How Much Should You Pay For A Click?

May 14, 2006
By Robbin Steif

Recently, someone wrote me and explained that he was launching a new site, and all the advertisers that he was interested in using (except Google) had pay per impression plans. Old fashion advertising, you might call it. That’s the way magazines charge for their ads, and they audit their circulation to prove that they are faithful to their rates.

He did a comparison of pay per impression to pay per click, and then wrote me back:

Let’s say I pay $25 per 1,000 impressions. If spend $500K, I should get 20 million impressions. If I get 4% click through, that is 800,000 users on my site that I may or may not convert to purchasers. If I pay $1.5 per click, I get 333,333 users that may or may not convert. Now, I believe all number to be within the industry standards but as you can see, pay per click looks terrible unattractive. What am I missing?

Since he kept the 4% click through the same for both scenarios, it’s not worth quibbling over what the actual CTR will be (and I mislaid my crystal ball, anyway.) The real issue, I wrote in my reply, was that he was paying too much for the click. At $.625 for a click, the two models are financial identical. (So, I suggested a few ways to decrease his cost per click.)

This leads right into the question, how much do you pay for a click? It’s an easy calculation, but to do it well, you need to understand your profitability, your average order size, and your conversion rate.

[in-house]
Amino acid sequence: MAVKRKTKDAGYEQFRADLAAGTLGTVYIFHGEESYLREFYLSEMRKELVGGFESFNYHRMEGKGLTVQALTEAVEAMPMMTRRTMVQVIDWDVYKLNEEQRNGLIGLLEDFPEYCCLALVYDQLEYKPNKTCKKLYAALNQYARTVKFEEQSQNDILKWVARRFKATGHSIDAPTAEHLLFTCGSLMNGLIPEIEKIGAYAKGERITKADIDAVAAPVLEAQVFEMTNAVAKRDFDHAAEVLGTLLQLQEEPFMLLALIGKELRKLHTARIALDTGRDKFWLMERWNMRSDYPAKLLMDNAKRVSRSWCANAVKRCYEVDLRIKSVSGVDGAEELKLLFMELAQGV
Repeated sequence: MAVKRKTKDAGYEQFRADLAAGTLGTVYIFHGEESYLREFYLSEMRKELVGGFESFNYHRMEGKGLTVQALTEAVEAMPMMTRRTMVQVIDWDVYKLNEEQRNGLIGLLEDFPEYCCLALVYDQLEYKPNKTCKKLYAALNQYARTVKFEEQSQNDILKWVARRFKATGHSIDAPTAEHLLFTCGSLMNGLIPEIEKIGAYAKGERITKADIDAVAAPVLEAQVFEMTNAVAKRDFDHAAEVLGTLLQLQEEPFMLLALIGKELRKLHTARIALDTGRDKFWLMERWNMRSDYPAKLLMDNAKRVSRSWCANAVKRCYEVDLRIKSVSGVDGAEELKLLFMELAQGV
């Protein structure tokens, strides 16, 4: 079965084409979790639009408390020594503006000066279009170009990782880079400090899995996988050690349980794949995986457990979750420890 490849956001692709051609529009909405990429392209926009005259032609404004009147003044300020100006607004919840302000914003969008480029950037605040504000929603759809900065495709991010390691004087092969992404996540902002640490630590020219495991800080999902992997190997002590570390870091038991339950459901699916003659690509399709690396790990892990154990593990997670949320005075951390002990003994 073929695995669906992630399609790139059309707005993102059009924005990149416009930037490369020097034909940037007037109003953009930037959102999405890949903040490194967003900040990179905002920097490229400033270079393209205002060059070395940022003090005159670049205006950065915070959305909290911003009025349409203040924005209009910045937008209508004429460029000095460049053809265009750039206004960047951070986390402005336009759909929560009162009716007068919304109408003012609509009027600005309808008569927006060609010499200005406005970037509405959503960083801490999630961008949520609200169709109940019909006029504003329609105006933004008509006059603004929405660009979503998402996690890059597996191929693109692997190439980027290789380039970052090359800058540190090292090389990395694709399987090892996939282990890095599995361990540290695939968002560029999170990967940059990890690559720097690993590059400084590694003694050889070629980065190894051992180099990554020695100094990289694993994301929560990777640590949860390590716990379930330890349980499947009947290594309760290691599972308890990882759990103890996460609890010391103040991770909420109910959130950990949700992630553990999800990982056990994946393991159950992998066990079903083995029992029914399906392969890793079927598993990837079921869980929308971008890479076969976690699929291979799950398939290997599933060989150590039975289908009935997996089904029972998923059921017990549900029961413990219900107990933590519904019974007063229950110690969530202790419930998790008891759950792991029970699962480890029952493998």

Let’s say your widget sells for $100 and has a gross margin of 45%. (I use the word “widget” loosely – you can use this for a service too. Or, scale it up by adding zeros and use the same equations to value PPC bids for your million dollar enterprise software license.) 1.5% of all visits to the site turn into customers, and they purchase, on average, 1.2 widgets when they convert (so the average order size is 1.2*$100 = $120)

To figure your maximum price per click:

Average Order Size x Gross Margin x Conversion Rate = Maximum Price/Click
$120 x 45% x 1.5% = $.81

Explanation: Average order size times gross margin percentage gives you the average gross margin per customer. When you multiply that by the conversion rate, you now have average gross margin per visitor (instead of, per customer). When your average gross margin per visitor is the same as the amount you are paying for each click, you break even. But just.

Robbin Steif
LunaMetrics